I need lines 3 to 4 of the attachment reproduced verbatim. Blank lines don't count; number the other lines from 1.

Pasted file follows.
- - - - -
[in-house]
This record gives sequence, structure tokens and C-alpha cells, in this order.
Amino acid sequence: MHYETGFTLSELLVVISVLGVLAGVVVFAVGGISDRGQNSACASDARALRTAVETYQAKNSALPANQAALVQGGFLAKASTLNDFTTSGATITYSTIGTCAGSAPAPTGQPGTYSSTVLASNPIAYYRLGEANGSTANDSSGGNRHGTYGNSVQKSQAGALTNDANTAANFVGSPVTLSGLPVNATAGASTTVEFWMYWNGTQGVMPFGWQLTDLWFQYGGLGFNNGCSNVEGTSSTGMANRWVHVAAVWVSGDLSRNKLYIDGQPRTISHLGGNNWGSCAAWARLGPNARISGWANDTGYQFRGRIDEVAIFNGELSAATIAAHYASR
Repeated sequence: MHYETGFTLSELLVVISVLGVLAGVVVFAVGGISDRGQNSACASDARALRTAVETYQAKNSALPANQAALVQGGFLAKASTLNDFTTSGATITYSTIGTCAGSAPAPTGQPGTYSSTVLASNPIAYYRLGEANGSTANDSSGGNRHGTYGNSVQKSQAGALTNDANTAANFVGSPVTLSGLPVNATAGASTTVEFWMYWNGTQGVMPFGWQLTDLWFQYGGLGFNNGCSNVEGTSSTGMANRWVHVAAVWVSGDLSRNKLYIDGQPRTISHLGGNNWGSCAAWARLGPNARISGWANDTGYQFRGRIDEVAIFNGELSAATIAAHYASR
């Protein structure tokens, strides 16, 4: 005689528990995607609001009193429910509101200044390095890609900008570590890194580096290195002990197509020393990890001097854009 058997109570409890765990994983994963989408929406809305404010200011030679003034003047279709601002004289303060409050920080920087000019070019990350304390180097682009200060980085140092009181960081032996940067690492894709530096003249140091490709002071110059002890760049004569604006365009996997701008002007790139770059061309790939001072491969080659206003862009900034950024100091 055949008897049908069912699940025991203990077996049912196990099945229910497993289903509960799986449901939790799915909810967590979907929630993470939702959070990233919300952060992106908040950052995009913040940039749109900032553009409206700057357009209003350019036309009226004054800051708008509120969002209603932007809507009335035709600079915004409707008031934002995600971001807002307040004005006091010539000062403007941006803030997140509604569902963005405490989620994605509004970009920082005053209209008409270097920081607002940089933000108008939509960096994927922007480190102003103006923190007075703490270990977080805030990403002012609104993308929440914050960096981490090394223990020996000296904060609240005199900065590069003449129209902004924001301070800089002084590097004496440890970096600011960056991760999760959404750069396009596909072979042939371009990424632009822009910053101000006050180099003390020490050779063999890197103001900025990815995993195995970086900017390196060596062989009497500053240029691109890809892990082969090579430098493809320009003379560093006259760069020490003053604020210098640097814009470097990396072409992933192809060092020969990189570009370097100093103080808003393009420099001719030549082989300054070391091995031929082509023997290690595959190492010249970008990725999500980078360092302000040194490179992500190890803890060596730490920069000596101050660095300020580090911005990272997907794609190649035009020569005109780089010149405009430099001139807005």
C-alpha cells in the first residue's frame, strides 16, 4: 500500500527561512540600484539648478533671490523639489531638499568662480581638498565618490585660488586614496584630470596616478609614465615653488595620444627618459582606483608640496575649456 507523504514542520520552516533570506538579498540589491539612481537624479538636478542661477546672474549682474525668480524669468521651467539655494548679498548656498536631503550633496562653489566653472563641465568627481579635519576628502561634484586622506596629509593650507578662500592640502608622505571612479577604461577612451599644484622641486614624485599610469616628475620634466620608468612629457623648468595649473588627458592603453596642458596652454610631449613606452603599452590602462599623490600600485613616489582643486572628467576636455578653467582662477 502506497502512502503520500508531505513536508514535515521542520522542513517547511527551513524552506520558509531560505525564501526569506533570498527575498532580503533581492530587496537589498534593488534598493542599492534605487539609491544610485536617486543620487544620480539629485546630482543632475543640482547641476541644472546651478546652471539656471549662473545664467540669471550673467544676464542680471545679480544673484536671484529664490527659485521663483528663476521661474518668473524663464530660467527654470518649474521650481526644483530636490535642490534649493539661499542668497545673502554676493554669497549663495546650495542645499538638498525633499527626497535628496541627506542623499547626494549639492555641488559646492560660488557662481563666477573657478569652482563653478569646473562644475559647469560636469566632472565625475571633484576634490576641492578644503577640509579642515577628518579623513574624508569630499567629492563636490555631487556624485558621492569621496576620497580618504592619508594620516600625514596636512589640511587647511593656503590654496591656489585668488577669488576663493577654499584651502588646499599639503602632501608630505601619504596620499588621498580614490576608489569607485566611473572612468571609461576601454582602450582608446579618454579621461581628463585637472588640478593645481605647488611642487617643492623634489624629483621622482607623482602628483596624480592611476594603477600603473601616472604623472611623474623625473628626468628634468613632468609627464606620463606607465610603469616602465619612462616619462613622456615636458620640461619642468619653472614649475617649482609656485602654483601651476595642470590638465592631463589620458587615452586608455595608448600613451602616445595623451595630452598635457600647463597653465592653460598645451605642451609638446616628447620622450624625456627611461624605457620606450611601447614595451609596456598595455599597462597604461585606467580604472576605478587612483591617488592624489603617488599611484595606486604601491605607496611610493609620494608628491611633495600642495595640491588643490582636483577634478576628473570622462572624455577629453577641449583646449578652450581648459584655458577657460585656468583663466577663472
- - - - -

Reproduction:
Amino acid sequence: MHYETGFTLSELLVVISVLGVLAGVVVFAVGGISDRGQNSACASDARALRTAVETYQAKNSALPANQAALVQGGFLAKASTLNDFTTSGATITYSTIGTCAGSAPAPTGQPGTYSSTVLASNPIAYYRLGEANGSTANDSSGGNRHGTYGNSVQKSQAGALTNDANTAANFVGSPVTLSGLPVNATAGASTTVEFWMYWNGTQGVMPFGWQLTDLWFQYGGLGFNNGCSNVEGTSSTGMANRWVHVAAVWVSGDLSRNKLYIDGQPRTISHLGGNNWGSCAAWARLGPNARISGWANDTGYQFRGRIDEVAIFNGELSAATIAAHYASR
Repeated sequence: MHYETGFTLSELLVVISVLGVLAGVVVFAVGGISDRGQNSACASDARALRTAVETYQAKNSALPANQAALVQGGFLAKASTLNDFTTSGATITYSTIGTCAGSAPAPTGQPGTYSSTVLASNPIAYYRLGEANGSTANDSSGGNRHGTYGNSVQKSQAGALTNDANTAANFVGSPVTLSGLPVNATAGASTTVEFWMYWNGTQGVMPFGWQLTDLWFQYGGLGFNNGCSNVEGTSSTGMANRWVHVAAVWVSGDLSRNKLYIDGQPRTISHLGGNNWGSCAAWARLGPNARISGWANDTGYQFRGRIDEVAIFNGELSAATIAAHYASR